After nine consecutive nights of activity between Zeus and Mnemosyne, the nine Muses were born. While many of these personified what we, in our modern understanding, would classify as arts and sciences, it is intriguing to note that Clio, the Muse of history is amongst the offspring. Indeed, it is interesting to note how the concept of history of “history” has developed over the course of Western history, from what is apparently an “art”, to its contemporary role as method of recounting events or people as they were. Every society has its myths, and through its parabolic nature, these stories still have much to teach us today.
For the Greeks of antiquity, Zeus was the king of gods and therefore represented power and authority while Mnemosyne was the goddess of memory. What is History, and what is Art, if nothing less than the potent by product of the copulation of Power and Memory.
Sarong Party attempts to look at Singapore’s colonial historiography. While it has become a bit of a cliché to quote Orwell and say that “who controls the past controls the future”, we would explicate that for Sarong Party by adding that whoever controls the memory of the past controls the present and future.
It would be artistically uncontroversial to write a show that casts a moral judgment on colonialism. While there is sometimes the misconception that the British were largely benign (in a YouGov poll, 49% of respondents thought that “countries that were colonized by Britain are better off … for being colonized” as compared with just 15% who thought otherwise, and 59% thought that the “British Empire” was more something to be proud of”), the inexhaustible list of colonial crimes is incontrovertible evidence that colonialism was an evil enterprise that brought suffering to scores of peoples. However, we have chosen to focus on colonial legacies, something that is perhaps thought less about.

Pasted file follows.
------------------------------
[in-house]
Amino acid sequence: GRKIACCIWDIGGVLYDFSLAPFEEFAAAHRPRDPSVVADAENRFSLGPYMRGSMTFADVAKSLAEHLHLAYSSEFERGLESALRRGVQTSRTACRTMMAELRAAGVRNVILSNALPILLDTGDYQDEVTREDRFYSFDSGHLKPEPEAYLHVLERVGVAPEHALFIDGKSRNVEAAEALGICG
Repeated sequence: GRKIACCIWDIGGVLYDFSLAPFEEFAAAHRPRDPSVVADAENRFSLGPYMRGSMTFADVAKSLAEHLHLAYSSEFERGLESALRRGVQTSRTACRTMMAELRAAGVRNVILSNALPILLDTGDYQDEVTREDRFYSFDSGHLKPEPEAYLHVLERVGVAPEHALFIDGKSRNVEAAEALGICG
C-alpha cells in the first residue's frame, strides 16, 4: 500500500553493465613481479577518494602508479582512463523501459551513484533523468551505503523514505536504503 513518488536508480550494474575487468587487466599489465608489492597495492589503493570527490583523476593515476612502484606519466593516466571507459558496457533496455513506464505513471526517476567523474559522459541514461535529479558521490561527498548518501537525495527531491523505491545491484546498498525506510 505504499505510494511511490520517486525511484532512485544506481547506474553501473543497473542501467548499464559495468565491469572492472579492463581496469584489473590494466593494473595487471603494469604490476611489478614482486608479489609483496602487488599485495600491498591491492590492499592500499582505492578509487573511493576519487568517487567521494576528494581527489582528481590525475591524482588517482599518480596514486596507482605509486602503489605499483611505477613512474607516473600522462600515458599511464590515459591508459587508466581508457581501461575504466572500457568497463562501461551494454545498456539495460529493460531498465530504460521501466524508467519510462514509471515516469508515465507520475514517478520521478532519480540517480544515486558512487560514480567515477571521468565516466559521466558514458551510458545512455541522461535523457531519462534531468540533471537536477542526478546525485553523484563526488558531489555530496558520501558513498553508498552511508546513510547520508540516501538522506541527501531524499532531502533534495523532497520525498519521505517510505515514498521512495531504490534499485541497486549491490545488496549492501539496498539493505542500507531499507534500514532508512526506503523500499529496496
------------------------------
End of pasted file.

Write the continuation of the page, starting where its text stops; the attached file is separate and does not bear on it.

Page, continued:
More specifically, we will make the argument that the ghosts of colonialism past continue to haunt contemporary society and entrench power structures and imbalances. It is not easy for many postcolonial societies to have an honest inquiry into their colonial pasts for the reason that the powers-that-be have, in many cases, either benefited from being colonial collaborators, or exploited colonial legacies post-decolonisation to accumulate power in their ostensibly new worlds. Neither of these reasons should be particularly shocking, “old money” is easily traced, and in every social or political revolution, it is almost always an urban elite who have knowledge of state apparatus who have managed to seize control.
Within a 2-hour long performance, it is of course impossible to go into either great topical depths or even explore a wide thematic breadth. For Sarong Party, therefore, 5 legacies shape the musical work. These are, in order of discussion, borders, language, nature, the colonial brand and historiography of the Raffles name, and the legal and legislative. Each of these, we would argue, has been coopted by contemporary Singapore in ways that have benefited certain social strata. This is not to say that this has never worked out in a way that has helped Singapore develop rapidly, in some cases it obviously has, but we are merely exploring how power has been accumulated through the ownership of these legacies. Ultimately, we believe that if there was a greater knowledge of how and why historical baggage impedes progress towards greater equality, then perhaps as a society, we can find better solutions to present day problems. Ignoring the elephant does no one any good, but neither should we allow these mammoths trumpet so loudly that all other voices are drowned out.